a social commentary (about human behavior and all
possible flaws) on Italy in the 1300s.
Leonardo Bruni
 1370-1444
 First person to call it “humanism”.
 A civic humanist, his goal was to make Florence
better- wrote first modern history of a place, with
primary sources and interviews of citizens
Leonardo Valla
 1407-1457
 Expert on Latin language. Exposed errors in the
language of the Vulgate (the official bible of the RC
church)
 Unintentially gave critics of the church ammo- he
himself was a devote Catholic.
Humanism and Education
 Medieval universities were for clergy to train in law,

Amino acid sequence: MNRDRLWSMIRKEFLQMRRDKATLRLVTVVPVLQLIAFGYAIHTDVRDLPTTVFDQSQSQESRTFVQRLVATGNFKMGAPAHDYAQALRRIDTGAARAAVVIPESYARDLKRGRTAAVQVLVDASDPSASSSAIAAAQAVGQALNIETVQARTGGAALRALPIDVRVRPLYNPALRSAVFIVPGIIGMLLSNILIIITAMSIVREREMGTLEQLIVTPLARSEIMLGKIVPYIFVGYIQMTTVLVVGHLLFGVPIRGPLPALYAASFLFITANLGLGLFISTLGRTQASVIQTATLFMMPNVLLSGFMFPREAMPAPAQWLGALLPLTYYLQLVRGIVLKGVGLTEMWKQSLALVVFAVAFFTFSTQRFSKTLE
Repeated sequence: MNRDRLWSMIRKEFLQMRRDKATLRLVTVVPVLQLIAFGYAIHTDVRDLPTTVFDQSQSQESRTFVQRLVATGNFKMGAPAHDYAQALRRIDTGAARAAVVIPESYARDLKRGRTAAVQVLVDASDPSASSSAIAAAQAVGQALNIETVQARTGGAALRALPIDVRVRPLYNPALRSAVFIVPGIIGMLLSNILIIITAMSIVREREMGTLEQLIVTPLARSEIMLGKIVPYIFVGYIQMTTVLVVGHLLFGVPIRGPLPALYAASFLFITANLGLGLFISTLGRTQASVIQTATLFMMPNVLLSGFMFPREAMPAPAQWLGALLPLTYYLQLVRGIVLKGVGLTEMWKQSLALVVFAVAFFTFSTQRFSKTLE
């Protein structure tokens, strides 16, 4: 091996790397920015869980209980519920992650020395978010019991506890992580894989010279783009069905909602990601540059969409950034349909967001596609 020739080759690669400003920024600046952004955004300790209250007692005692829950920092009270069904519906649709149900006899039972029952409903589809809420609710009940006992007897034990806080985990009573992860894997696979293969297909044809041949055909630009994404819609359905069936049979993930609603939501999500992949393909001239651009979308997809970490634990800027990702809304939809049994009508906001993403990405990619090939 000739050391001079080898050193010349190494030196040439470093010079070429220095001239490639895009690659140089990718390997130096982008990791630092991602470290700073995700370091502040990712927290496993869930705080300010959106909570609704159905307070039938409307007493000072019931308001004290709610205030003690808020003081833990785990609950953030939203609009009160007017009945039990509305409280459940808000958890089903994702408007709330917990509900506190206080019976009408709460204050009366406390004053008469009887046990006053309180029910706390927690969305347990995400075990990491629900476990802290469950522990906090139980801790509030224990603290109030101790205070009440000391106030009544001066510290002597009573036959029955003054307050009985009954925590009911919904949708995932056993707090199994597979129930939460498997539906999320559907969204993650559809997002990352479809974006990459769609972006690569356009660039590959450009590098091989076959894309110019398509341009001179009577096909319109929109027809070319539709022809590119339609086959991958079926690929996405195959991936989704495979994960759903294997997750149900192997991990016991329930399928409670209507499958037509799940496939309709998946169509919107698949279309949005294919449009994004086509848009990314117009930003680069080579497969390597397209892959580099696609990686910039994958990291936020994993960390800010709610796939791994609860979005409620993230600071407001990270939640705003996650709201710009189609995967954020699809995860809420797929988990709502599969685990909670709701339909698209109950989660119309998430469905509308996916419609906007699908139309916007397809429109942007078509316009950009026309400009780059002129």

theology etc… but professional training for many
careers began in the Renaissance.
 For 1st time schools were separated by age and ability.
Studied Greek/Latin, history, literature, science “the
humanities”. Children encouraged to study moral
lessons as well
Others
Marsilio Ficino
Pico della Miranda
 1433-1499
 1463-1494
 Founded Platonic academy at
 “Oration on the Dignity of
request of Cosmo di Medici.
 Translated Plato into Latingiving most of Europe access
to Plato for the 1st time.
Man”- about the nature of
humans.
 We were created by God for
greatness, but have free will,
and we rise or fall based on
our own choices
Baldasare Castiglione
• 1478-1529
• “The Book of the Courtier”- was about the qualities
you need to be a gentleman, to live a gracious and
active life.
• Described what came to be known as a “renaissance
man”(a contrast to the medieval view that you should
concentrate on one thing)- someone well educated in
classics, who can play music, dance, is well mannered
and physically strong.
Machiavelli: “The Prince”
• 1513